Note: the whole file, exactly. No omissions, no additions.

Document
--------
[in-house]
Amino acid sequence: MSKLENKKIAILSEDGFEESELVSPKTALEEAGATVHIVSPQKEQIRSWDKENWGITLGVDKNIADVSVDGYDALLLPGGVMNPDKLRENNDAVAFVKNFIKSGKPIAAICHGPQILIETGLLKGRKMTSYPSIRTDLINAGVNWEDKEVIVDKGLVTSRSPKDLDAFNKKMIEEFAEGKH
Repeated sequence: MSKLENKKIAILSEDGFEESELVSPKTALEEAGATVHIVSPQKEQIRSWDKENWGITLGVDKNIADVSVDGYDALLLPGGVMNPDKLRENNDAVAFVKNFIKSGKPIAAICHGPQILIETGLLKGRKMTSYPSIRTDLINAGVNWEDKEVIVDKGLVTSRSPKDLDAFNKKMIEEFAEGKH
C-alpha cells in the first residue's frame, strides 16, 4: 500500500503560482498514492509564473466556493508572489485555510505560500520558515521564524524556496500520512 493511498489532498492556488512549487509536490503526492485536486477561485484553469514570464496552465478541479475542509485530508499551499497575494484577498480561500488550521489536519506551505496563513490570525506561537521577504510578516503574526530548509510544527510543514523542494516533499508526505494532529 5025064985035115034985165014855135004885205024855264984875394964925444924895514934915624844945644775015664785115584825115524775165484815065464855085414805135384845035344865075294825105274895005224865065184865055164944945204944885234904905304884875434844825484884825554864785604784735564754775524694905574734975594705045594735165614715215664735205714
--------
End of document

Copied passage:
[in-house]
Amino acid sequence: MSKLENKKIAILSEDGFEESELVSPKTALEEAGATVHIVSPQKEQIRSWDKENWGITLGVDKNIADVSVDGYDALLLPGGVMNPDKLRENNDAVAFVKNFIKSGKPIAAICHGPQILIETGLLKGRKMTSYPSIRTDLINAGVNWEDKEVIVDKGLVTSRSPKDLDAFNKKMIEEFAEGKH
Repeated sequence: MSKLENKKIAILSEDGFEESELVSPKTALEEAGATVHIVSPQKEQIRSWDKENWGITLGVDKNIADVSVDGYDALLLPGGVMNPDKLRENNDAVAFVKNFIKSGKPIAAICHGPQILIETGLLKGRKMTSYPSIRTDLINAGVNWEDKEVIVDKGLVTSRSPKDLDAFNKKMIEEFAEGKH
C-alpha cells in the first residue's frame, strides 16, 4: 500500500503560482498514492509564473466556493508572489485555510505560500520558515521564524524556496500520512 493511498489532498492556488512549487509536490503526492485536486477561485484553469514570464496552465478541479475542509485530508499551499497575494484577498480561500488550521489536519506551505496563513490570525506561537521577504510578516503574526530548509510544527510543514523542494516533499508526505494532529 5025064985035115034985165014855135004885205024855264984875394964925444924895514934915624844945644775015664785115584825115524775165484815065464855085414805135384845035344865075294825105274895005224865065184865055164944945204944885234904905304884875434844825484884825554864785604784735564754775524694905574734975594705045594735165614715215664735205714